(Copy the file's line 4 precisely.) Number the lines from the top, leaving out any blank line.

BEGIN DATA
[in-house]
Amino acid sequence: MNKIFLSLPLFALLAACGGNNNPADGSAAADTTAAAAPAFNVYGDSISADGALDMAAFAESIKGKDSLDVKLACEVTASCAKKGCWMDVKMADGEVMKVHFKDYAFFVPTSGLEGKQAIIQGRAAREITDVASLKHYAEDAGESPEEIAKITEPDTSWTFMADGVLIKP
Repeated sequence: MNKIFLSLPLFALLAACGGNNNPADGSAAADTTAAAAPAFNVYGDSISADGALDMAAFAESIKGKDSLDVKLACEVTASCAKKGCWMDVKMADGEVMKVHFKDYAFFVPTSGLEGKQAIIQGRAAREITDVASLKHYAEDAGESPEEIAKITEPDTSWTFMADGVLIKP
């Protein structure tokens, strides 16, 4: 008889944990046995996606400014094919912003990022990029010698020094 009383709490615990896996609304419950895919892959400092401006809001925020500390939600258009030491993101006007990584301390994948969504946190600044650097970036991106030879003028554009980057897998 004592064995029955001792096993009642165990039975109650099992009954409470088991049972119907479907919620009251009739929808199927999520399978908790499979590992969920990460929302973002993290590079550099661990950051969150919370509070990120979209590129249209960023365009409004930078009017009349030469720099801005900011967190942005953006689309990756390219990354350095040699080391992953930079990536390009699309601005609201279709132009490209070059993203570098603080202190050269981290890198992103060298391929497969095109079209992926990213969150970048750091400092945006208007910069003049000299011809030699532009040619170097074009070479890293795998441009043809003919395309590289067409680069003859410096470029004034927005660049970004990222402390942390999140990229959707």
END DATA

């Protein structure tokens, strides 16, 4: 008889944990046995996606400014094919912003990022990029010698020094 009383709490615990896996609304419950895919892959400092401006809001925020500390939600258009030491993101006007990584301390994948969504946190600044650097970036991106030879003028554009980057897998 004592064995029955001792096993009642165990039975109650099992009954409470088991049972119907479907919620009251009739929808199927999520399978908790499979590992969920990460929302973002993290590079550099661990950051969150919370509070990120979209590129249209960023365009409004930078009017009349030469720099801005900011967190942005953006689309990756390219990354350095040699080391992953930079990536390009699309601005609201279709132009490209070059993203570098603080202190050269981290890198992103060298391929497969095109079209992926990213969150970048750091400092945006208007910069003049000299011809030699532009040619170097074009070479890293795998441009043809003919395309590289067409680069003859410096470029004034927005660049970004990222402390942390999140990229959707």